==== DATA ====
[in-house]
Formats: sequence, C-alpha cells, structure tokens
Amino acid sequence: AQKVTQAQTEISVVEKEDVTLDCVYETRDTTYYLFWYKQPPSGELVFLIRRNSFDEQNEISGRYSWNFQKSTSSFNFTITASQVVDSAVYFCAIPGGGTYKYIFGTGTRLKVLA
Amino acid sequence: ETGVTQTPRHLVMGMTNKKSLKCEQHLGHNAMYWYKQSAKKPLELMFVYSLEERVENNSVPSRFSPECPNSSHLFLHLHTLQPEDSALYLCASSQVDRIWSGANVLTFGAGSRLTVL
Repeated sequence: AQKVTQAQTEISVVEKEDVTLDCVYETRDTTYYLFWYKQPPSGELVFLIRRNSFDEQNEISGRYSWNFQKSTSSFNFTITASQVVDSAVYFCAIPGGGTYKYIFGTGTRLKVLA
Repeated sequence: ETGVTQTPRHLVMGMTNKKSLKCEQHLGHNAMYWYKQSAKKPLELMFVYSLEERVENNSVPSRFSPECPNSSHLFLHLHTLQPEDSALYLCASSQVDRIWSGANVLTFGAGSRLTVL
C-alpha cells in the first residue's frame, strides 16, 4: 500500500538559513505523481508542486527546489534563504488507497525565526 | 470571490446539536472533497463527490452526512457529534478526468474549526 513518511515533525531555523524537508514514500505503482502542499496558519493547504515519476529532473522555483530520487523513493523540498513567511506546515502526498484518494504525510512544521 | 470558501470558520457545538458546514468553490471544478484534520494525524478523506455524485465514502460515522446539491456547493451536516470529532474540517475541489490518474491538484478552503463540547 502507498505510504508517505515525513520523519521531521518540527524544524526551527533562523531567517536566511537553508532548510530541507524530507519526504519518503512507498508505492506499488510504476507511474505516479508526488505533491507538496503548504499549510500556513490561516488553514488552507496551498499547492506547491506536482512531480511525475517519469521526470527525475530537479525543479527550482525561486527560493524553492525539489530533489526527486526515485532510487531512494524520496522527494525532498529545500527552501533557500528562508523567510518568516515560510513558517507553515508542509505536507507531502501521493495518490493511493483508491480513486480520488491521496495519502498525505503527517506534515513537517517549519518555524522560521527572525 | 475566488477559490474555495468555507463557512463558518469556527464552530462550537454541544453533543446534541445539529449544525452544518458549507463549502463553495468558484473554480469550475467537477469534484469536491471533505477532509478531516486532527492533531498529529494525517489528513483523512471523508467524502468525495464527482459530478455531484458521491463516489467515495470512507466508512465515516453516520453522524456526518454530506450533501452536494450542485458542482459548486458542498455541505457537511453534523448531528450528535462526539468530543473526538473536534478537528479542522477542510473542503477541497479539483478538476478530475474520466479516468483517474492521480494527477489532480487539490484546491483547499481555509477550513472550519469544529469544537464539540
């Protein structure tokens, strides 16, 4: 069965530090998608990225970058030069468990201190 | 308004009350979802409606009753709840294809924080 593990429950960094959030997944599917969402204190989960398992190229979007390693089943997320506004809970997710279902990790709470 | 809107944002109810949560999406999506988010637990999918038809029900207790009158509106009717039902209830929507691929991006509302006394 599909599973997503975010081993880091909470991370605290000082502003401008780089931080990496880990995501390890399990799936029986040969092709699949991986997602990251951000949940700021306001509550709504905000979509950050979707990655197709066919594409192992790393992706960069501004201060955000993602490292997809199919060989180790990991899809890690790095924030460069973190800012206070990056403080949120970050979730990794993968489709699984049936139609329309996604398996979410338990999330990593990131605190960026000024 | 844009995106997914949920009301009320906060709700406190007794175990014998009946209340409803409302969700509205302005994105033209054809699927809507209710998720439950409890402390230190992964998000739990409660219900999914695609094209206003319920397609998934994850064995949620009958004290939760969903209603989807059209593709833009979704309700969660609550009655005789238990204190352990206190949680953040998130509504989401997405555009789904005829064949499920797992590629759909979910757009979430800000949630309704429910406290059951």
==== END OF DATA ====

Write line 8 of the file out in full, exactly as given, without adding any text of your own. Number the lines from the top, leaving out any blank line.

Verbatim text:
């Protein structure tokens, strides 16, 4: 069965530090998608990225970058030069468990201190 | 308004009350979802409606009753709840294809924080 593990429950960094959030997944599917969402204190989960398992190229979007390693089943997320506004809970997710279902990790709470 | 809107944002109810949560999406999506988010637990999918038809029900207790009158509106009717039902209830929507691929991006509302006394 599909599973997503975010081993880091909470991370605290000082502003401008780089931080990496880990995501390890399990799936029986040969092709699949991986997602990251951000949940700021306001509550709504905000979509950050979707990655197709066919594409192992790393992706960069501004201060955000993602490292997809199919060989180790990991899809890690790095924030460069973190800012206070990056403080949120970050979730990794993968489709699984049936139609329309996604398996979410338990999330990593990131605190960026000024 | 844009995106997914949920009301009320906060709700406190007794175990014998009946209340409803409302969700509205302005994105033209054809699927809507209710998720439950409890402390230190992964998000739990409660219900999914695609094209206003319920397609998934994850064995949620009958004290939760969903209603989807059209593709833009979704309700969660609550009655005789238990204190352990206190949680953040998130509504989401997405555009789904005829064949499920797992590629759909979910757009979430800000949630309704429910406290059951």